First I do not want to call my voluntary RTRP program “licensing”.  The term license implies government involvement and a legal requirement or distinction.  I prefer to refer to it as a “certification program”.

Trish has described the problem of voluntary designations like Certified or Chartered Tax Preparer in the past – each organization offering its own option.  As I explained in my post, the National Institute of RTRPs would only succeed if it were the only voluntary option, and its governing board included all existing tax preparer organizations and, perhaps, a representative of the IRS.

I would, however, insist on “grandfathering” (which would include those who had already passed the IRS RTRP test and been issued the designation, which I failed to mention in my initial post).  And I would recognize those who have already passed a competency test either via an education program or state licensure.  My program would also welcome CPAs and attorneys to have the opportunity to “enroll” and thereby identify their 1040 preparation ability.  It would, obviously, be totally unnecessary for EAs.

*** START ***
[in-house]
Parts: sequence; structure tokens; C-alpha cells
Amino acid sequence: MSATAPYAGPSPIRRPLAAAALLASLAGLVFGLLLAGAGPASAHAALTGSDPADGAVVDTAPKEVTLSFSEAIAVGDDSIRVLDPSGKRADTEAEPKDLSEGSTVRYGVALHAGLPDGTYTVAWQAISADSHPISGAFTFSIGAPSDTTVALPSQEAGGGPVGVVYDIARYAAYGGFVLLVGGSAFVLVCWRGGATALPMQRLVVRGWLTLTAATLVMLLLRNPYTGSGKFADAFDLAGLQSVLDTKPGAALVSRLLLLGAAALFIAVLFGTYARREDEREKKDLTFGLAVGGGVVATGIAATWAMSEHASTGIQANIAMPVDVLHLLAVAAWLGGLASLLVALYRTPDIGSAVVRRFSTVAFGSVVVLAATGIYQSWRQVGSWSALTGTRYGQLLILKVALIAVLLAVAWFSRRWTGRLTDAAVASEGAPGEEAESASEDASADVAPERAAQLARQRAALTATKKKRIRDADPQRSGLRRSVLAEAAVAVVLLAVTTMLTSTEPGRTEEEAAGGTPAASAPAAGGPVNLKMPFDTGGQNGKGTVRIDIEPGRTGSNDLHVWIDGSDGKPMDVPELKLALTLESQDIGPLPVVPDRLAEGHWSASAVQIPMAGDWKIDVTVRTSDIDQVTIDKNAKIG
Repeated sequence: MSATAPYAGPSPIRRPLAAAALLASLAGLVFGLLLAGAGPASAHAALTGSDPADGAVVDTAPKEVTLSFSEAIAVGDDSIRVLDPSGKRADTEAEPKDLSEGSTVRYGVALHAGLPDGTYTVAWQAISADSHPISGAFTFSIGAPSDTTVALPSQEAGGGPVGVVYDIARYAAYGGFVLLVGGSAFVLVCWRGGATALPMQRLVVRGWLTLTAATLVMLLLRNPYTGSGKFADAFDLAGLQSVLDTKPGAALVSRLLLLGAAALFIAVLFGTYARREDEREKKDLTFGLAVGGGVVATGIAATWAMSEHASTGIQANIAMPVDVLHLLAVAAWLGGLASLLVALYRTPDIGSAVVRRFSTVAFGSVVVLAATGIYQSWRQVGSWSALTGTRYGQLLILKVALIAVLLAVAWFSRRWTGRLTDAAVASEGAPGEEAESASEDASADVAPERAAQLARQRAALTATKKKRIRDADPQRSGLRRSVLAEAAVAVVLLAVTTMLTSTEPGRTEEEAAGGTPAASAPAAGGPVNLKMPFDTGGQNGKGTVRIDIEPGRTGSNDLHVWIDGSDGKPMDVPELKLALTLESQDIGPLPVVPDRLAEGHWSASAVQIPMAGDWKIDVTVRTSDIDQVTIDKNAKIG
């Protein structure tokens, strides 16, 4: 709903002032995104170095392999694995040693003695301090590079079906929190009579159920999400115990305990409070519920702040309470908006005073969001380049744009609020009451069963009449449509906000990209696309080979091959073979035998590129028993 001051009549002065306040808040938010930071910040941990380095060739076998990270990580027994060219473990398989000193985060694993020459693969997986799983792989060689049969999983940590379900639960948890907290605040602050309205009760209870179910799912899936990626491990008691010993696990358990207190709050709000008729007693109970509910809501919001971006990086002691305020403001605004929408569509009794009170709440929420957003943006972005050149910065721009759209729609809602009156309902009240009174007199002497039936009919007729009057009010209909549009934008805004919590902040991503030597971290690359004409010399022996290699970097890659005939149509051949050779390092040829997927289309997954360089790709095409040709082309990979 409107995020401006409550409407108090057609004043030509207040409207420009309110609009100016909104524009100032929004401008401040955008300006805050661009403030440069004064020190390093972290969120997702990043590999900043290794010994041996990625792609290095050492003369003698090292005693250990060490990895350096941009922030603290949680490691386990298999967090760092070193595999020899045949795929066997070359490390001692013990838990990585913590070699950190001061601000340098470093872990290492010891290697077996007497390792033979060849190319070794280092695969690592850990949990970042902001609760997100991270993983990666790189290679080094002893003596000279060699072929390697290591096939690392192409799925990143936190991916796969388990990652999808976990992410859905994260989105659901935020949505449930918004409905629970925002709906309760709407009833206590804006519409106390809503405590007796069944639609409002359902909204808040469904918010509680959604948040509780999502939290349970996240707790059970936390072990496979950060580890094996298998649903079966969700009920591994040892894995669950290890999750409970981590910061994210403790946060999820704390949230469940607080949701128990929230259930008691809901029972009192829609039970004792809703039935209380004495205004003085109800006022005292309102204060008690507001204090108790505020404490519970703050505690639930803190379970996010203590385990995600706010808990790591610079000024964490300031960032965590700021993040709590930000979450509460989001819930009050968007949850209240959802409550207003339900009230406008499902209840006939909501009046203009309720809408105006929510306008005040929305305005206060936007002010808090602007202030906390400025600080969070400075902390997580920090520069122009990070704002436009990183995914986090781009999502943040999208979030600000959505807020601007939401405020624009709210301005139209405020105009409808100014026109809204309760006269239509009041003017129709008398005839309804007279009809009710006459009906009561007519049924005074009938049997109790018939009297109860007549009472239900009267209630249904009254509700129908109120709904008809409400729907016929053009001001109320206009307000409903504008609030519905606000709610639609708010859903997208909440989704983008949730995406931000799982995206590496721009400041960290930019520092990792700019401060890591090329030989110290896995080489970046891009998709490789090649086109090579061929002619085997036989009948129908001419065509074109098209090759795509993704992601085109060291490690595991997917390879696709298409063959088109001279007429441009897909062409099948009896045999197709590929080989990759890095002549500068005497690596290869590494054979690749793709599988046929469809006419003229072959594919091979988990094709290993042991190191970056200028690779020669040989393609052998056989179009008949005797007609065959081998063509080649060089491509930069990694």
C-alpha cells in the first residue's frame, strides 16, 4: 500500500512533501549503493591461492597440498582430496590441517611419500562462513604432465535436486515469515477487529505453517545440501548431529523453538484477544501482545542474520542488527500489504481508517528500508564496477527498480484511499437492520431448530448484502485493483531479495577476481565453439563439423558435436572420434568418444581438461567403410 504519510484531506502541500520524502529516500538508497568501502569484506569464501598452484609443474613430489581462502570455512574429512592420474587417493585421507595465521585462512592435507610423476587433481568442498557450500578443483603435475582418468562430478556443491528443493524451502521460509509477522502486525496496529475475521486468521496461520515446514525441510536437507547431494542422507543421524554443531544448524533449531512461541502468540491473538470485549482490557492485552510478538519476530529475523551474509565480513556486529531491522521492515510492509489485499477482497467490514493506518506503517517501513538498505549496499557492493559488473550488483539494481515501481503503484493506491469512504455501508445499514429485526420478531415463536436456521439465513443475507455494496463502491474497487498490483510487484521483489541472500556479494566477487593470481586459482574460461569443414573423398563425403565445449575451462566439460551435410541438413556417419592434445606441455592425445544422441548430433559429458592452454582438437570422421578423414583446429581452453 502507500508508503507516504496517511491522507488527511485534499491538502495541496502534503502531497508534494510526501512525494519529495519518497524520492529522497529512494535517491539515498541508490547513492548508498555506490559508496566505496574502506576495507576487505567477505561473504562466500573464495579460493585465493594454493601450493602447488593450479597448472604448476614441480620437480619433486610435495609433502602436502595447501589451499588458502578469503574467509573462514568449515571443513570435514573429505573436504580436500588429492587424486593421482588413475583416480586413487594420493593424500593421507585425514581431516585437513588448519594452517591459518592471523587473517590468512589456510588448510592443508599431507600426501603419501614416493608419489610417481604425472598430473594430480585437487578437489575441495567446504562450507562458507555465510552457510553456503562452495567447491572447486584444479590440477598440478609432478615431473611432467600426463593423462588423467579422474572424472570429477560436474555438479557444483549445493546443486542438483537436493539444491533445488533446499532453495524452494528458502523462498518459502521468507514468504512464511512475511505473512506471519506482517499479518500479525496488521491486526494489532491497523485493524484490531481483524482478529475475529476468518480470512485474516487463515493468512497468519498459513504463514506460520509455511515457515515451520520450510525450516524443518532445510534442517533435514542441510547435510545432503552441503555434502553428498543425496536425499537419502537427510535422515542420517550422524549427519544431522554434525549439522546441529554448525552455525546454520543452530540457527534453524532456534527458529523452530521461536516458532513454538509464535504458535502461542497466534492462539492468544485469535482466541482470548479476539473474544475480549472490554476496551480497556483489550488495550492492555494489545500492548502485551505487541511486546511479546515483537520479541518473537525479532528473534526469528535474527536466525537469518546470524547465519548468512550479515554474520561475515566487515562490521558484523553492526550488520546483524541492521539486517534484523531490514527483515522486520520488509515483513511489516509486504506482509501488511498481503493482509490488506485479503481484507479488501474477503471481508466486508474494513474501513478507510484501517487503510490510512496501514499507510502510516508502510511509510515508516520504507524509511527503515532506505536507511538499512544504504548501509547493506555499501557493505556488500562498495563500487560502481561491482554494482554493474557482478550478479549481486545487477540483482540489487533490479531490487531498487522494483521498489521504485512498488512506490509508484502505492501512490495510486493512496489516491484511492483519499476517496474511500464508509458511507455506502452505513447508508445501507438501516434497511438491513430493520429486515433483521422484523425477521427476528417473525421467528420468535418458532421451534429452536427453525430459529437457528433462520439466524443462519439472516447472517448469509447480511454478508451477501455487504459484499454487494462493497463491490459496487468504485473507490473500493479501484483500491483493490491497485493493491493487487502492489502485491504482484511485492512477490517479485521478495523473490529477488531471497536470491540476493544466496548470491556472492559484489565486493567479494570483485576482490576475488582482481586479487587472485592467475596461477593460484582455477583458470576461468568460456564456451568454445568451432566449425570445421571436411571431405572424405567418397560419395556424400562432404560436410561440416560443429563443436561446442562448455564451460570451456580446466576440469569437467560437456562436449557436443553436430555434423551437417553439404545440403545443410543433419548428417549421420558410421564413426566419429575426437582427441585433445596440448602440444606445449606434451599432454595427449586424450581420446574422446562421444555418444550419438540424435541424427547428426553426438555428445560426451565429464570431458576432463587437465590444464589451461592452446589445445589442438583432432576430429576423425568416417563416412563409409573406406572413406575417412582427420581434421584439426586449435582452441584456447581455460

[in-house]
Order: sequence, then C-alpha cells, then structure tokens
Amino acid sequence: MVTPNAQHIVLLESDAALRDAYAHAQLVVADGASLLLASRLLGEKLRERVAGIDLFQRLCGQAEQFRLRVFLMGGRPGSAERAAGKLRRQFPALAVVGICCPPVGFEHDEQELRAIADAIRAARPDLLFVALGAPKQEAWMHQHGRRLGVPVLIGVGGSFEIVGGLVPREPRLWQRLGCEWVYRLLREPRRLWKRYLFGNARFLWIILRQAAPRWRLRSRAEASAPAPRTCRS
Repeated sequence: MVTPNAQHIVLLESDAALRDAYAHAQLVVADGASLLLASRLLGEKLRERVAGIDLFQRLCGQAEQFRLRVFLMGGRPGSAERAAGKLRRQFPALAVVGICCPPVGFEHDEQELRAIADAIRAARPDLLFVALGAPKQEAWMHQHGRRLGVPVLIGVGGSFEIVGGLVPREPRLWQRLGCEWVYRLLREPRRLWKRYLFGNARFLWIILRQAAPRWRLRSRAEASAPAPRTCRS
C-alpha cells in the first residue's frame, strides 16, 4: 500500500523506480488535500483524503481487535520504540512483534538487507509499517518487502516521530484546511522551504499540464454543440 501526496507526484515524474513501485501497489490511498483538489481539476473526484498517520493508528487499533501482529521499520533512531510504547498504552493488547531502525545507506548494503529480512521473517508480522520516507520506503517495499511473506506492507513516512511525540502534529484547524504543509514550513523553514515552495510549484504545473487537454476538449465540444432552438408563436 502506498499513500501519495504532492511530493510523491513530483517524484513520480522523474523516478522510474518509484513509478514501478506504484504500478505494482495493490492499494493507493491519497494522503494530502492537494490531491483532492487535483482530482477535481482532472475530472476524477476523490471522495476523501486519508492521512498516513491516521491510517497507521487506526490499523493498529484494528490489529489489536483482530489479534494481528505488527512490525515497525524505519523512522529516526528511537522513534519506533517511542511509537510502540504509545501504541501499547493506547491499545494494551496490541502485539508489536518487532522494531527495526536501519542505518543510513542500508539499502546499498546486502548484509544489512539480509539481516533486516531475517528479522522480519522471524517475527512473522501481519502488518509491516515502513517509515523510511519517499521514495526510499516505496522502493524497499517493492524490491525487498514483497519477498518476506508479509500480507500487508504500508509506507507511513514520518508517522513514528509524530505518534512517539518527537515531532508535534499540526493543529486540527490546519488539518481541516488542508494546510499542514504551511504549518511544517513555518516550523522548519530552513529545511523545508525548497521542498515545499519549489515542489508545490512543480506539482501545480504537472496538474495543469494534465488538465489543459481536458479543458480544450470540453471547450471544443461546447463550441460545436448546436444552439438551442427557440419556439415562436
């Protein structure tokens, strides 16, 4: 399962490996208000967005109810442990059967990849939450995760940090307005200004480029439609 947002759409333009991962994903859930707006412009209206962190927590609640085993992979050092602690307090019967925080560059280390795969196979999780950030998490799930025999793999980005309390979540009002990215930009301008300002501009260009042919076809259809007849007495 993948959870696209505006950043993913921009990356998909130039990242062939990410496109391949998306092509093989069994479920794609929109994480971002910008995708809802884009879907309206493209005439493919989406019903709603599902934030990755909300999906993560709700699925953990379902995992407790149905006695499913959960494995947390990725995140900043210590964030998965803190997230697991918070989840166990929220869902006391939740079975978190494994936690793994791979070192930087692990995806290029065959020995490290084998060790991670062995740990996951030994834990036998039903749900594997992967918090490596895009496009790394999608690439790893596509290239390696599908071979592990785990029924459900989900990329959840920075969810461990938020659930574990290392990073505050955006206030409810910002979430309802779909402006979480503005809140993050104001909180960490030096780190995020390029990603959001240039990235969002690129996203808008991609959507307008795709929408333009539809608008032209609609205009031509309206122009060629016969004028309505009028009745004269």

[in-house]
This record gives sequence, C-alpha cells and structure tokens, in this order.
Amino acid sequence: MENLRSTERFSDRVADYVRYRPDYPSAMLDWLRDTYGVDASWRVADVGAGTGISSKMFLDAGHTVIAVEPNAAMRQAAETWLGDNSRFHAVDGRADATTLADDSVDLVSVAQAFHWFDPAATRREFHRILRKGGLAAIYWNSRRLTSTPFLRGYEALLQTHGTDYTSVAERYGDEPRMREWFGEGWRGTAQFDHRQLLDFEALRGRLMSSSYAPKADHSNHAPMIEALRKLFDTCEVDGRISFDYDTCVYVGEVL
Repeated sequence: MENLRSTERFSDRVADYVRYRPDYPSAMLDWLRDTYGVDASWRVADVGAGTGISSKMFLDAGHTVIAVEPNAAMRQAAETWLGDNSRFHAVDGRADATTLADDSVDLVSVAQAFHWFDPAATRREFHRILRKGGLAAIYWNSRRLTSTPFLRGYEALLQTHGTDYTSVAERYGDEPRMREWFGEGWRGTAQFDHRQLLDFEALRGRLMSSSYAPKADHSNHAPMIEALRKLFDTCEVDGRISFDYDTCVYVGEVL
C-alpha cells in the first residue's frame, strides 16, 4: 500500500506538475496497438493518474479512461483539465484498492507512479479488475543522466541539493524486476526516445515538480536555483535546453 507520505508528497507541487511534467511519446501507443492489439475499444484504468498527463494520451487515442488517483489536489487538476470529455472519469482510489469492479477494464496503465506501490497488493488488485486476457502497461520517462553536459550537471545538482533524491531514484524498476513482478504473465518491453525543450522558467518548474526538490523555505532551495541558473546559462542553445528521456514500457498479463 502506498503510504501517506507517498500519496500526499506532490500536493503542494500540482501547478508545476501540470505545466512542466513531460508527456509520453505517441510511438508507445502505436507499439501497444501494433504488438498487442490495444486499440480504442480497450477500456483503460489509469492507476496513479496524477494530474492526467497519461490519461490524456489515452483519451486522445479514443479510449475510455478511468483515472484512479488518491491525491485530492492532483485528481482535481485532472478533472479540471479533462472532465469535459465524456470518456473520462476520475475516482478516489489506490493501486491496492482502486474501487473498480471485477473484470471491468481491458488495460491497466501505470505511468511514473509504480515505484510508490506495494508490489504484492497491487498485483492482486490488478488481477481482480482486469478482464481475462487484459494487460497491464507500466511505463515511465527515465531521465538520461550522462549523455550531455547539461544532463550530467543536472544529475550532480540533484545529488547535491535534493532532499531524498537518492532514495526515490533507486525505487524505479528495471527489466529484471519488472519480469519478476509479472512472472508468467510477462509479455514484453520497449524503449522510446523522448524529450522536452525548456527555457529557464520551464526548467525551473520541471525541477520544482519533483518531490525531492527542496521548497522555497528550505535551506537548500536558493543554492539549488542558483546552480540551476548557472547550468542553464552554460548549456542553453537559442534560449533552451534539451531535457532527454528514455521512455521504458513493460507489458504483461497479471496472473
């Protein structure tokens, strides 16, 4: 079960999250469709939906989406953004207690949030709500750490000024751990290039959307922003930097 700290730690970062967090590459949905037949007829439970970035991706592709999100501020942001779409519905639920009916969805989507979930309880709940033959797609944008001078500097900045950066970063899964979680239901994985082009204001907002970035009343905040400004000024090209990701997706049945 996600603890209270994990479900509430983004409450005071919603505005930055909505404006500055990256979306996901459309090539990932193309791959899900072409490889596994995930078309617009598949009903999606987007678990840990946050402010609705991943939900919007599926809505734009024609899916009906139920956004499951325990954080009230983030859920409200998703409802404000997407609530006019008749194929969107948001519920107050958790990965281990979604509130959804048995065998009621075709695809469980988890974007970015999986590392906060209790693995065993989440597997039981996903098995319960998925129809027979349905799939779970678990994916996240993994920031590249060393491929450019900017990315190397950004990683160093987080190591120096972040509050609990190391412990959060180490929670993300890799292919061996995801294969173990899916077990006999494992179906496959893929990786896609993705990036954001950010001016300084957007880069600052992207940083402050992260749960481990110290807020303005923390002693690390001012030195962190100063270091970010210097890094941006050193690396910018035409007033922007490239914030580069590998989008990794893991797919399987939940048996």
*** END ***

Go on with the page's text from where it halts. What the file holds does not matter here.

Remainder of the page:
Just as a matter of logistics, it would be unwieldy and expensive to have to test a potential 400,000 individuals in a short period of time (as the IRS has discovered).
Thanks to all my fellow tax pros and tax bloggers for sharing their thoughts and insights on the issue.  Further comments are welcome! 

Let me end by saying this.  The last thing I want is the idiots in Congress legislating tax preparer regulation.  They have FU-ed enough things – let’s hope they keep their hands off this issue.


Monday, January 21, 2013


As you know, the US District Court has, at least temporarily, shot down the IRS tax preparer regulation regime. 

Let me offer a starting point for a discussion on “voluntary” tax preparer certification via an independent National Institute of Registered Tax Return Preparers.